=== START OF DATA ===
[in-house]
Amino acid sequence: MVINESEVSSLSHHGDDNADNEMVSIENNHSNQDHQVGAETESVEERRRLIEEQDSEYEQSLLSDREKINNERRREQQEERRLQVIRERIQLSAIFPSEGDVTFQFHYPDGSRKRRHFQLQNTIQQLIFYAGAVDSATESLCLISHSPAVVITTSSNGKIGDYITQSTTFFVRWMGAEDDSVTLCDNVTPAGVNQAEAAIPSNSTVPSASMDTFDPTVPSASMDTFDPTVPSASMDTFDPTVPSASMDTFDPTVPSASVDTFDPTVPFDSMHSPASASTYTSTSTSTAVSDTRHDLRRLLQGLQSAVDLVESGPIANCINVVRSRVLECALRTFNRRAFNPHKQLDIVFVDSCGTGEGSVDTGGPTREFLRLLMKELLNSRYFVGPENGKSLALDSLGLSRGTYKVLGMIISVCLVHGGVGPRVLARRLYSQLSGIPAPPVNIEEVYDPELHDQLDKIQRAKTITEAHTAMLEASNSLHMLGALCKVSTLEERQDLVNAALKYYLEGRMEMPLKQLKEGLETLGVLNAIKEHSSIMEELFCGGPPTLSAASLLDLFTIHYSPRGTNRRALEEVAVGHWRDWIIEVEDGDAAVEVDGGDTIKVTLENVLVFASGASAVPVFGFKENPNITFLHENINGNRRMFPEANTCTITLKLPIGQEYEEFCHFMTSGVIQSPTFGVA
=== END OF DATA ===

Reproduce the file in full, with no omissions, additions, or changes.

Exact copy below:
[in-house]
Amino acid sequence: MVINESEVSSLSHHGDDNADNEMVSIENNHSNQDHQVGAETESVEERRRLIEEQDSEYEQSLLSDREKINNERRREQQEERRLQVIRERIQLSAIFPSEGDVTFQFHYPDGSRKRRHFQLQNTIQQLIFYAGAVDSATESLCLISHSPAVVITTSSNGKIGDYITQSTTFFVRWMGAEDDSVTLCDNVTPAGVNQAEAAIPSNSTVPSASMDTFDPTVPSASMDTFDPTVPSASMDTFDPTVPSASMDTFDPTVPSASVDTFDPTVPFDSMHSPASASTYTSTSTSTAVSDTRHDLRRLLQGLQSAVDLVESGPIANCINVVRSRVLECALRTFNRRAFNPHKQLDIVFVDSCGTGEGSVDTGGPTREFLRLLMKELLNSRYFVGPENGKSLALDSLGLSRGTYKVLGMIISVCLVHGGVGPRVLARRLYSQLSGIPAPPVNIEEVYDPELHDQLDKIQRAKTITEAHTAMLEASNSLHMLGALCKVSTLEERQDLVNAALKYYLEGRMEMPLKQLKEGLETLGVLNAIKEHSSIMEELFCGGPPTLSAASLLDLFTIHYSPRGTNRRALEEVAVGHWRDWIIEVEDGDAAVEVDGGDTIKVTLENVLVFASGASAVPVFGFKENPNITFLHENINGNRRMFPEANTCTITLKLPIGQEYEEFCHFMTSGVIQSPTFGVA